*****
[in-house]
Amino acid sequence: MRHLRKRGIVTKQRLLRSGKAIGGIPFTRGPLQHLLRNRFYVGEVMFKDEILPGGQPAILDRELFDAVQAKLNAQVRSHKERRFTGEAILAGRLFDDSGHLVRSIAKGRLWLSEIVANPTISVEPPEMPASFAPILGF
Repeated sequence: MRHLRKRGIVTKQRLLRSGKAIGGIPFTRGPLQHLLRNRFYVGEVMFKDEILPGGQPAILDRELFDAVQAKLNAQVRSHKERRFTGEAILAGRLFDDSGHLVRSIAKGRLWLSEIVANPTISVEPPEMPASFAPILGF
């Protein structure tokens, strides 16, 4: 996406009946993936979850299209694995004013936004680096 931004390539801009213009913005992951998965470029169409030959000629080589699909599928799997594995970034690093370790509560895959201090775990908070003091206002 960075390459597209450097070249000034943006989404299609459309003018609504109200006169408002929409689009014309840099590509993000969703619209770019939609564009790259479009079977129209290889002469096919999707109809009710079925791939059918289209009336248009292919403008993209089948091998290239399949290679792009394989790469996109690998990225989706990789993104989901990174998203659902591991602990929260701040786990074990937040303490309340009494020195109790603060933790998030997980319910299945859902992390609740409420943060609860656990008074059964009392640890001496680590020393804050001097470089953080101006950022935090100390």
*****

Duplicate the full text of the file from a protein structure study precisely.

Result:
[in-house]
Amino acid sequence: MRHLRKRGIVTKQRLLRSGKAIGGIPFTRGPLQHLLRNRFYVGEVMFKDEILPGGQPAILDRELFDAVQAKLNAQVRSHKERRFTGEAILAGRLFDDSGHLVRSIAKGRLWLSEIVANPTISVEPPEMPASFAPILGF
Repeated sequence: MRHLRKRGIVTKQRLLRSGKAIGGIPFTRGPLQHLLRNRFYVGEVMFKDEILPGGQPAILDRELFDAVQAKLNAQVRSHKERRFTGEAILAGRLFDDSGHLVRSIAKGRLWLSEIVANPTISVEPPEMPASFAPILGF
């Protein structure tokens, strides 16, 4: 996406009946993936979850299209694995004013936004680096 931004390539801009213009913005992951998965470029169409030959000629080589699909599928799997594995970034690093370790509560895959201090775990908070003091206002 960075390459597209450097070249000034943006989404299609459309003018609504109200006169408002929409689009014309840099590509993000969703619209770019939609564009790259479009079977129209290889002469096919999707109809009710079925791939059918289209009336248009292919403008993209089948091998290239399949290679792009394989790469996109690998990225989706990789993104989901990174998203659902591991602990929260701040786990074990937040303490309340009494020195109790603060933790998030997980319910299945859902992390609740409420943060609860656990008074059964009392640890001496680590020393804050001097470089953080101006950022935090100390």